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Provocative 'Dear Wendy' is a loaded missive from Von Trier

You may enjoy ''Dear Wendy" more than you probably ought to, especially if you have a soft spot for Lars Von Trier's sardonic deconstructions of American culture. Taking wobbly aim at our country's complicated love affair with guns, the movie's the very definition of a cheap shot. The young cast convinces you of the characters' screwy ardor, though, and the film is of a piece. ''Dogville" is the better movie, but this one's less hateful, and, oddly enough, I do mean that as a recommendation.

Of course, Von Trier hasn't directed ''Dear Wendy" -- Thomas Vinterberg has, from Von Trier's script. Vinterberg made 1998's ''The Celebration," the best of the early Dogme films, and then fell flat on his face with the all-star romantic epic ''It's All About Love." The new film shows the director edging back into good graces, and he certainly has an interest in human beings his screenwriter lacks.

Still, ''Dear Wendy" takes place in Lars-land, an unmoored and unnamed American town that feels equal parts inner city and old West. All the men work in the local mine while, up top, shopkeepers quake in fear of violent teenage gangs that never materialize. Young Dick (Jamie Bell, the scruffy balletomane from ''Billy Elliot") is a self-described loser who one day buys a toy gun as a gag birthday present for a kid he doesn't like; his equally disaffected co-worker Stevie (Mark Webber) takes one look and announces that it's a 6.6 5mm double action revolver. Real, in other words, just like Stevie's prized 1896 pistol, which he has named ''Badsteel."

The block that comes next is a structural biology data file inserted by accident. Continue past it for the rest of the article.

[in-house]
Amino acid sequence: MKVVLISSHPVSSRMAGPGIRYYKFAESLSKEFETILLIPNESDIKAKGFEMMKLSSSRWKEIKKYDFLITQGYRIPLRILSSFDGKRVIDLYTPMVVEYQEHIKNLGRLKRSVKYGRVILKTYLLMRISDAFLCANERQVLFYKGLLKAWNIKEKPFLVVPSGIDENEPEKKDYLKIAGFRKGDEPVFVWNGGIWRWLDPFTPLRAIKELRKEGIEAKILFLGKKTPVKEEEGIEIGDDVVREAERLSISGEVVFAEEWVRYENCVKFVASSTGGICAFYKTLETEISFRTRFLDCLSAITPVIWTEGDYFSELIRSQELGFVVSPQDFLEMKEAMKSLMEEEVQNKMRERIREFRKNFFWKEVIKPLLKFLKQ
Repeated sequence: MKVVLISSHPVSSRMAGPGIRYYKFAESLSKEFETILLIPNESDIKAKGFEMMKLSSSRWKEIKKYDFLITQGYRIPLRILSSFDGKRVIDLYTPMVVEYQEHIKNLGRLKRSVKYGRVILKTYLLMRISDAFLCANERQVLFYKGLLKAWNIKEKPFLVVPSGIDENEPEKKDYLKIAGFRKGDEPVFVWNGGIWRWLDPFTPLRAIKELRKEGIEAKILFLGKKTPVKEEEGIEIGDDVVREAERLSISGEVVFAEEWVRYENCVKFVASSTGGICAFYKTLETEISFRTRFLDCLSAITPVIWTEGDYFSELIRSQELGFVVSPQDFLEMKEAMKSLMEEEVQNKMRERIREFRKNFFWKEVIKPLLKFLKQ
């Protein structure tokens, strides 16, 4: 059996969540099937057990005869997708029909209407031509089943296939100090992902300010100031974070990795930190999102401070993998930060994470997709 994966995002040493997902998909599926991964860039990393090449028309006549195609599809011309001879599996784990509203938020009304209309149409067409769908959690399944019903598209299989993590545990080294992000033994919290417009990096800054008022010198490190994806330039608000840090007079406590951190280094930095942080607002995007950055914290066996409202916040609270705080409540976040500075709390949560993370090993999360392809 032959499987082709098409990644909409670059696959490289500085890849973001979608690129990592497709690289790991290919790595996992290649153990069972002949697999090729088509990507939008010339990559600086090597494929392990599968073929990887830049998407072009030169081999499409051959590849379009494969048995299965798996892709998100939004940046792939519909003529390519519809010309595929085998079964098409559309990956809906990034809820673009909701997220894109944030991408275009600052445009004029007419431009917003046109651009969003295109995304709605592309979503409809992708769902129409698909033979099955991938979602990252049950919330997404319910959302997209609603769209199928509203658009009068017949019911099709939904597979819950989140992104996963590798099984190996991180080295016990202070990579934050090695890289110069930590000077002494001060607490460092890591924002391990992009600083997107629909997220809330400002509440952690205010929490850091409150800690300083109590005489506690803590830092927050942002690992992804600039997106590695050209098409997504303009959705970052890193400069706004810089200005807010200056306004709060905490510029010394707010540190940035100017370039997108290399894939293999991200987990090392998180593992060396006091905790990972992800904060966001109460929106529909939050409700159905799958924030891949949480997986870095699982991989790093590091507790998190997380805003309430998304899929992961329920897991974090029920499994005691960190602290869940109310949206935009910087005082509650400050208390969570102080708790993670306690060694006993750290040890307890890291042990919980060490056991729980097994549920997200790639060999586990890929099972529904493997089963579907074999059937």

And so begins a religion, to the strains of glorious old Zombies classics like ''Time of the Season" on the soundtrack. The two boys set up a clubhouse temple in an abandoned mine where they can fire potshots. Stevie handles the hardware while Dick takes on the ideology and the shooting. They call themselves the Dandies and go about gathering recruits, since, as Dick says, ''Pacifists with guns is such a great idea, it's practically our duty to share it with others."

In short order, they've attracted the crippled Huey (Chris Owen), his put-upon little brother (Michael Angarano), and Susan (Alison Pill), a pallid shopkeeper's daughter whose breasts grow along with her newfound self-confidence. The others find themselves transformed, too. ''Suddenly I was one of the people with guns," Dick writes to Wendy in the long and flowery letter that serves as the movie's narrative track.

Who's Wendy? Let's just say she's Dick's true love and leave it at that. ''Dear Wendy" is loaded with ideas, some half-baked, some dead-on, some just stupid, and Vinterberg throws them at the screen willy-nilly. Can you worship an instrument of power without using it? Can a romance with weaponry be anything other than naive? Does a need for self-importance create a need for victims? Thank the filmmakers for asking but don't expect any answers.

The arrival of a new conscript, a hardheaded young gunslinger named Sebastian (Danso Gordon, nicely wary), stirs the Dandies' pot in predictable ways, and the fact that this character is black is meant to be an arrant provocation. Since Von Trier and Vinterberg understand America's racial landscape rather less well than they understand Sanskrit, the gambit fails.

''Dear Wendy" regains its formal footing, though, in a climax that pits the group against the forces of the town sheriff (Bill Pullman) in an absurdist parody of a high-noon shootout with creepy (if unwarranted) echoes of Columbine. There's one further attempt to outrage: the strains of ''The Battle Hymn of the Republic" rising over the carnage a la Bowie's ''Young Americans" over the end credits of ''Dogville." Forgive us if we're merely amused.

Ty Burr can be reached at

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